A concomitant object is the provision of a method of preparing such a package.
It has been found that the metabolism of plants and plant parts is reduced to a minimum under conditions which simulate normal night light. Such light is normally not more than 30% of daylight as it prevails in areas outside of direct sun light, and is practically free of infrared radiation. Under such conditions, plants neither metabolize available reserves of organic matter, nor do they consume water to an appreciable extent. The plants are in a dormant state comparable to the hibernation of animals, and may be returned to full life by exposure to visible light, and particularly to infrared radiation which is necessary to the metabolism of the leaves. They resume their growth as if it had never been interrupted.
The package according to this invention thus consists of a living plant, the term including a plant part, enclosed in an envelope of sheet material which permits the plant to live for an extended period in the dormant state, but prevents the plant from emerging from this state. To satisfy these requirements, the envelope must not be permeable to more than 30% of incident visible light, and should not pass more than 10% of such light if the package may be exposed to direct sunlight for any significant length of time. The envelope should be practically impervious to infrared radiation and waterproof, permeable to some extent to the gaseous components of atmospheric air, but not more permeable to gaseous oxygen, carbon dioxide, and water vapor than low-density polyethylene film having a thickness of 20 micron. The lower permissible limit of gas permeability differs greatly from plant to plant, but is represented typically by that of a low-density polyethylene film or sheet having a thickness of 400 micron.
The limiting thickness values were determined on polyethylene representative of the commercial low-density material having virtually no water absorption, a water vapor permeability of 1.3 g/100 sq.in./24 hr./mil thickness at 25° C, and respective permeabilities to gaseous carbon dioxide and oxygen of 2700 and 500 cc/100 sq.in./mil thickness/24 hr./atmos. at 25° C, according to ASTM Standards E-96-635(E) and D-1434-63. Such polyethylene sheet material is available at lower cost than any other suitable sheet material and is the preferred synthetic resin composition employed in the package of this invention. Medium- and high density polyethylene, polypropylene, and fluorinated polyalkylenes have the required properties when employed in suitable thickness, but are not economically desirable at this time.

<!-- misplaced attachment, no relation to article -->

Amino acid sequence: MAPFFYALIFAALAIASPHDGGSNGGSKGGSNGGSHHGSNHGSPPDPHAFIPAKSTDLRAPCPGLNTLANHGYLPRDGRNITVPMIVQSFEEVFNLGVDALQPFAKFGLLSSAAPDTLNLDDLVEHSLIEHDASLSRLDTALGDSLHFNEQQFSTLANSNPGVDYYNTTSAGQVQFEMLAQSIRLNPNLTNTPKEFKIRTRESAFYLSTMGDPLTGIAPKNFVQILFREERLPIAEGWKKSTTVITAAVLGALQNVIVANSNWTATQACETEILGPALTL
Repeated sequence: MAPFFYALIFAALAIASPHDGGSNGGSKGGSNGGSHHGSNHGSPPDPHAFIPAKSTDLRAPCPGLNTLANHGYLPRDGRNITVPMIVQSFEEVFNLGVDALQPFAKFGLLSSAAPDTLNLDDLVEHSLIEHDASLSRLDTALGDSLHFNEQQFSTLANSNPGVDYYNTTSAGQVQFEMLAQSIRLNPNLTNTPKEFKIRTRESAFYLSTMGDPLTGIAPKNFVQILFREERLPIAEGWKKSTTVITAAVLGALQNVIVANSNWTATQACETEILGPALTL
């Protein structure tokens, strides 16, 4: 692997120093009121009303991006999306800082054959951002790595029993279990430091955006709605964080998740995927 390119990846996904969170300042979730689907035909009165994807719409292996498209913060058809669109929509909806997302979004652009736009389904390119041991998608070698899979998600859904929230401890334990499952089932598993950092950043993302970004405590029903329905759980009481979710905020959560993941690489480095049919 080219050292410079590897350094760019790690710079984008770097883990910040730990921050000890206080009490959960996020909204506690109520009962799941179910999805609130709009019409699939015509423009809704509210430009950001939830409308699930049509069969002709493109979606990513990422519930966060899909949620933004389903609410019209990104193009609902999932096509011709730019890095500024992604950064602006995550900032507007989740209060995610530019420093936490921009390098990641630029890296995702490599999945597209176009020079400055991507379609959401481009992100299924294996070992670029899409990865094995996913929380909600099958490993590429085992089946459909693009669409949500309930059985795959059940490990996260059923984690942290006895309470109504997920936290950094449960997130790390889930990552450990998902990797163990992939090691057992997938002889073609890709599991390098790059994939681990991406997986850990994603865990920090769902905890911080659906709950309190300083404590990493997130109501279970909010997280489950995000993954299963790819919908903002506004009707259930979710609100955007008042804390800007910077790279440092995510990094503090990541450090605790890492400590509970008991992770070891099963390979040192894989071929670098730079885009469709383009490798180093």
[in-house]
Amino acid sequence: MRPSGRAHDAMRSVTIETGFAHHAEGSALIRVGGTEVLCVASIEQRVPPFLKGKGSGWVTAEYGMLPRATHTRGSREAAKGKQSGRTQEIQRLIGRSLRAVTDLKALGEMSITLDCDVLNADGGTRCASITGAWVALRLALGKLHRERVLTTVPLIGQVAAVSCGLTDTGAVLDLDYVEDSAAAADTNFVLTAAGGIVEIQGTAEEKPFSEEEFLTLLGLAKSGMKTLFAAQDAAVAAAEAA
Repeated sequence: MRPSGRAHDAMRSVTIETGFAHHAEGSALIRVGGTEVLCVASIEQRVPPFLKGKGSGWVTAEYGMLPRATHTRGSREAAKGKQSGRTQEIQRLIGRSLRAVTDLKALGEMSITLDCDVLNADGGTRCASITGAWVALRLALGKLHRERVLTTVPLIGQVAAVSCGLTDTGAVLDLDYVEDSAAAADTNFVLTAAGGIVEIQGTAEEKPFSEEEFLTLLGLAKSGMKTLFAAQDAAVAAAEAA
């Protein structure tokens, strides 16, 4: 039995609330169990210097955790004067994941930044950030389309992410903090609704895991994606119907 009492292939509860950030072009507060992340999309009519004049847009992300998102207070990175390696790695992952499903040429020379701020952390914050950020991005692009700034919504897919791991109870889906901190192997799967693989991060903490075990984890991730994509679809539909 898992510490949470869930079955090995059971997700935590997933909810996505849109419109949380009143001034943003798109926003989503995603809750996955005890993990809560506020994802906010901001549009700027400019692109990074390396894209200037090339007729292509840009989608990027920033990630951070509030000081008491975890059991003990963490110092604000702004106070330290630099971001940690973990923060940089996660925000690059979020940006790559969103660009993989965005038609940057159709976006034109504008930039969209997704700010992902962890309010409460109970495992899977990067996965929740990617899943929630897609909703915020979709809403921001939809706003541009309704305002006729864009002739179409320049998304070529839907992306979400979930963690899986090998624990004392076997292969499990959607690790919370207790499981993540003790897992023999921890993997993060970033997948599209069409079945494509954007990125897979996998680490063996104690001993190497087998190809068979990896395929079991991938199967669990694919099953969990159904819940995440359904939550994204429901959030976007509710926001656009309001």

The basic resin composition is transparent to visible light, does not block infrared radiation, and must be modified by suitable pigments, other coloring matter, and the like. It has been found advantageous to use a laminar sheet material in which the outer layer contains metallic particles, such as aluminum flakes, in an amount sufficient to reflect incident infrared radiation substantially completely and to attenuate visible light which may then be absorbed by pigment particles or other coloring matter in an inner layer sufficient to reduce the permeability of the envelope to incident visible light to less than 30%, and preferably to less than 10%. Because one layer alone may provide the desired limited permeability to gases and moisture, all but one of the layers may be made of a material not meeting the criteria for gas and water vapor permeability indicated above.
The appended drawing illustrates an embodiment of the invention.
FIG. 1 shows a package of the invention in elevation, a portion of the outer envelope being broken away to reveal its contents; and
FIG. 2 shows the envelope material of the package of FIG. 1 in enlarged cross section.
The package envelope consists of a tubular bag 1 whose two ends are closed by ties 2. The envelope encloses an evergreen tree whose trunk 3 carries bare roots 4 and branches 5. The envelope material is laminar, as best seen in FIG. 2, and has an outer layer 13 of transparent polyethylene in which aluminum flakes, too small to permit representation on the scale of FIG. 2, are dispersed. The inner layer 14 consists of polyethylene and enough dispersed carbon black to appear opaque.